Allen now owned this property, but the FAS decided that they wanted their church built outside the black community, on Fifth Street, south of Walnut Street, in a mostly white neighborhood. Groundbreaking was in 1791 and Allen enjoyed the honor of breaking earth on the project.

Yet, it was still unclear what denomination the church would be. Since the black walkout at St. George's, the white Methodists had increased the hostility aimed at the splinter group while still trying to lure them back in the fold. Elders at St. George's saw their authority threatened, and in turn threatened to expel the exiles permanently. Allen replied that they could not be part of a church where they had been so "scandalously treated." He addressed St. George's Reverend McCloskey, saying, "If you deny us your name [Methodism] you cannot seal up the scripture from us, and deny us a name in heaven."

The FAS voted to be Episcopalian even though Jones and Allen wanted it to be Methodist. Absalom Jones agreed to head what would be called the Saint Thomas African Episcopal Church. In 1804, Jones would go on to be ordained the first black priest in the United States. W.E.B. DuBois said of Saint Thomas's: "the church has always been foremost in good work." Officers from St. Thomas's went on to found the nation's first black insurance firm.

Allen, however, was still convinced that the discipline and style of Methodism was best suited to the black community in Philadelphia. "The plain and simple gospel suits best for the people — for the unlearned can understand and the learned are sure to understand." Allen was willing to wait until St. Thomas's was completed before building his church.

Why would the FAS opt for the Episcopal church? The hostility of the Methodists contrasted with the largess of Bishop White and the Episcopals. Further, there was antipathy in some members of the FAS toward dance and song traditionally associated with the Methodists. One member is quoted as saying, "It was a shameful practice that we, as a people are guilty of. While we are feasting and dancing many of our complexion are starving under cruel bondage; because of this practice of ours that enables our enemies to declare that we are not fit for freedom."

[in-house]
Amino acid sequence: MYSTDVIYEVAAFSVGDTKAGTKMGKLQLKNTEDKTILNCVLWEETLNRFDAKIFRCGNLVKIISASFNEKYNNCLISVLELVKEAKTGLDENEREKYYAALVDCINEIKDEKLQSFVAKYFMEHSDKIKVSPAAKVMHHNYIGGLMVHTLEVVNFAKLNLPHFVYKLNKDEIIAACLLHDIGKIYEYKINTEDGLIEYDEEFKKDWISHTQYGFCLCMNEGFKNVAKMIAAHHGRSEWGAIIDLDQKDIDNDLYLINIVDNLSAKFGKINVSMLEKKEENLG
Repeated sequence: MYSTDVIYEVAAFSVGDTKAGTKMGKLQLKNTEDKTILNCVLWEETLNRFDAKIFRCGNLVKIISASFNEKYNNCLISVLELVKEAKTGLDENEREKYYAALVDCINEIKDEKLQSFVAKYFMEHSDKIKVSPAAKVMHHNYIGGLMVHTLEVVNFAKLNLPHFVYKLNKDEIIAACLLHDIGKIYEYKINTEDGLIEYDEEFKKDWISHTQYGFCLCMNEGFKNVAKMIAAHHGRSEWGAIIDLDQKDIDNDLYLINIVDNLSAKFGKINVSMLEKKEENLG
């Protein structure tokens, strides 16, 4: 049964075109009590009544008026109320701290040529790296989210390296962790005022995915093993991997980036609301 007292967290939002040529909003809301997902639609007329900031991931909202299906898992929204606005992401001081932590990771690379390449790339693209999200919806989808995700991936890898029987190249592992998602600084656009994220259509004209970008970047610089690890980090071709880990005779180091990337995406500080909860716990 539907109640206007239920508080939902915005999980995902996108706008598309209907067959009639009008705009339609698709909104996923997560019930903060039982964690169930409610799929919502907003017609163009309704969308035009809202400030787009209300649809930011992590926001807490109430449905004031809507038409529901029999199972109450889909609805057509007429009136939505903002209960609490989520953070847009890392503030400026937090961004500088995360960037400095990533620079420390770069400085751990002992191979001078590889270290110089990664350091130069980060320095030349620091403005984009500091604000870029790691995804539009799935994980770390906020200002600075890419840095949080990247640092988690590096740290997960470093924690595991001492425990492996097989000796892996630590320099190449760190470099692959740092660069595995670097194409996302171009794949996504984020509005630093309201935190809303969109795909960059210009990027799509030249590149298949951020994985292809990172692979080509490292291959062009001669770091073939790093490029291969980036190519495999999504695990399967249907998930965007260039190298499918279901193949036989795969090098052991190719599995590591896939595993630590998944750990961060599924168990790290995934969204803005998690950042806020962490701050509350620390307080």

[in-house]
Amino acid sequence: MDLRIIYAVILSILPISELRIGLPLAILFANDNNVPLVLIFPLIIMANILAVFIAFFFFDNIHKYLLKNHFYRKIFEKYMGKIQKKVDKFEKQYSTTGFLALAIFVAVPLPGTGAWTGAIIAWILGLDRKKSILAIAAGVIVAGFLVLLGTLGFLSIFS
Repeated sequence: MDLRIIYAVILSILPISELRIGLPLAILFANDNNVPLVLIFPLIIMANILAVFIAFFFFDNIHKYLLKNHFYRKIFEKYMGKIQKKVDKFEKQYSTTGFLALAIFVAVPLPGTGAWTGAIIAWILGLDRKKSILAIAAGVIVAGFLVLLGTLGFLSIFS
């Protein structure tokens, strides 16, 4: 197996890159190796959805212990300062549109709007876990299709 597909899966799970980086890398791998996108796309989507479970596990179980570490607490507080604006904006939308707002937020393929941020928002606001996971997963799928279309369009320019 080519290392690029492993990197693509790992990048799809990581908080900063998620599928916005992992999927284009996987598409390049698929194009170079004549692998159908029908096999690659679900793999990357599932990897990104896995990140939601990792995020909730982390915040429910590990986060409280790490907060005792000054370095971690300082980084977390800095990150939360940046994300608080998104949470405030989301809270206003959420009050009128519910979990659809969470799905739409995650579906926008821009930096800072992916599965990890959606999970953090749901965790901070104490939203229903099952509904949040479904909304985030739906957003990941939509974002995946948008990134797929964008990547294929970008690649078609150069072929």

Yellow Fever

Before St. Thomas's was completed, the Yellow Fever epidemic of 1793 intervened. The great plague decimated Philadelphia, killing 5,000 of its 50,000 inhabitants. Dr. Benjamin Rush and Mayor Matthew Clarkson asked Allen and Jones for their help in fighting the dread disease. It was thought that blacks were less likely to get the fever, though it was believed they were not wholly immune from it. Of course, this is not true.

The pair overcame their dread fear and "found freedom to go forth, confiding in Him who can preserve in the midst of a burning, fiery furnace." They found in the first house they visited two children huddled with their feverish father, their mother already a victim. Jones and Allen found people to care for the children and tried to aid the sick father. A score more visits awaited the preachers in that first day alone. In the following weeks Allen organized dead-removal crews and continued to assist doctors. Allen was even taught by Benjamin Rush how to "bleed" fever victims, the treatment thought most efficacious by the eminent physician.

Despite their best efforts, Jones and Allen were the subject of a bilious attack by Mathew Carey (whose name is associated with America's oldest publishing house) who accused blacks of profiting financially from Yellow Fever. According to Carey, Allen's crew of blacks overcharged for body removal and stole goods from the houses they entered. Mayor Clarkson and Richard Allen took out ads in newspapers denouncing Carey and his accusations.